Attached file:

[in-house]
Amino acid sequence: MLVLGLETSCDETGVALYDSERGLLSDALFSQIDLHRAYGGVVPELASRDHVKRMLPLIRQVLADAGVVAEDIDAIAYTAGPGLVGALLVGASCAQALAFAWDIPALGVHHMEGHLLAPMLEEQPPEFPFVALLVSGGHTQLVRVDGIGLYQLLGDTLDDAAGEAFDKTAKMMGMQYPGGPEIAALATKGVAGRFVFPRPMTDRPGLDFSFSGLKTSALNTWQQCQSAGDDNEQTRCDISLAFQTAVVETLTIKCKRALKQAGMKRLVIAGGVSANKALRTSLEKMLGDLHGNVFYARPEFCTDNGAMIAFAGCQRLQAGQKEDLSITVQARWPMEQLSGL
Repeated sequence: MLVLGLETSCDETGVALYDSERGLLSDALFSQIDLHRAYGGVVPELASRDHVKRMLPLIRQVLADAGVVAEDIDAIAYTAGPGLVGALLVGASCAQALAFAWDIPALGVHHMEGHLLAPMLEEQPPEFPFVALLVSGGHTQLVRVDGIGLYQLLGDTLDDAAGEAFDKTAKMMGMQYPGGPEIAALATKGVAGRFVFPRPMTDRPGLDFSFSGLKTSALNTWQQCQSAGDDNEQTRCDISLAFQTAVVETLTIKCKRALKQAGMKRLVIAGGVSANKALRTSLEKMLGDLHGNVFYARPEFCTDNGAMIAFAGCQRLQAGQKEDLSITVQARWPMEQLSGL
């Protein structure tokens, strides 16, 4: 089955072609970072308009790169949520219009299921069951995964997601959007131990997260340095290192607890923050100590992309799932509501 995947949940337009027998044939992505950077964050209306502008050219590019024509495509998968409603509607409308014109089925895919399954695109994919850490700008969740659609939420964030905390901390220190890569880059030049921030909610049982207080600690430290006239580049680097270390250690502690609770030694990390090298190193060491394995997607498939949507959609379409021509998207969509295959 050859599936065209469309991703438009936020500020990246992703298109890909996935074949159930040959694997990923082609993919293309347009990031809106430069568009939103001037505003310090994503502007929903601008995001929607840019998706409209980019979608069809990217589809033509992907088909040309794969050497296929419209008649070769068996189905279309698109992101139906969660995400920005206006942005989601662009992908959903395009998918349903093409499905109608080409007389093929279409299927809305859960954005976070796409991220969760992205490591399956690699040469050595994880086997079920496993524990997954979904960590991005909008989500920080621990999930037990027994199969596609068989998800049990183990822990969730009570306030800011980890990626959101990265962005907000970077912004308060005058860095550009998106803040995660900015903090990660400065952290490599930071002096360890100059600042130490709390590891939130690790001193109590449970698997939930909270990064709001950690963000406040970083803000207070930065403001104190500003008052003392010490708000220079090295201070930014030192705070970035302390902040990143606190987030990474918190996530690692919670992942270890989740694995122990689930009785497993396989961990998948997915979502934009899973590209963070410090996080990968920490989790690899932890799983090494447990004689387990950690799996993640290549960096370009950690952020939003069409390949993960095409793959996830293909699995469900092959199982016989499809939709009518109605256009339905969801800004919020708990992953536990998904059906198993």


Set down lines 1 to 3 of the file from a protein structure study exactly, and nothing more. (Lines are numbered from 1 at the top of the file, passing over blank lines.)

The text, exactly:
[in-house]
Amino acid sequence: MLVLGLETSCDETGVALYDSERGLLSDALFSQIDLHRAYGGVVPELASRDHVKRMLPLIRQVLADAGVVAEDIDAIAYTAGPGLVGALLVGASCAQALAFAWDIPALGVHHMEGHLLAPMLEEQPPEFPFVALLVSGGHTQLVRVDGIGLYQLLGDTLDDAAGEAFDKTAKMMGMQYPGGPEIAALATKGVAGRFVFPRPMTDRPGLDFSFSGLKTSALNTWQQCQSAGDDNEQTRCDISLAFQTAVVETLTIKCKRALKQAGMKRLVIAGGVSANKALRTSLEKMLGDLHGNVFYARPEFCTDNGAMIAFAGCQRLQAGQKEDLSITVQARWPMEQLSGL
Repeated sequence: MLVLGLETSCDETGVALYDSERGLLSDALFSQIDLHRAYGGVVPELASRDHVKRMLPLIRQVLADAGVVAEDIDAIAYTAGPGLVGALLVGASCAQALAFAWDIPALGVHHMEGHLLAPMLEEQPPEFPFVALLVSGGHTQLVRVDGIGLYQLLGDTLDDAAGEAFDKTAKMMGMQYPGGPEIAALATKGVAGRFVFPRPMTDRPGLDFSFSGLKTSALNTWQQCQSAGDDNEQTRCDISLAFQTAVVETLTIKCKRALKQAGMKRLVIAGGVSANKALRTSLEKMLGDLHGNVFYARPEFCTDNGAMIAFAGCQRLQAGQKEDLSITVQARWPMEQLSGL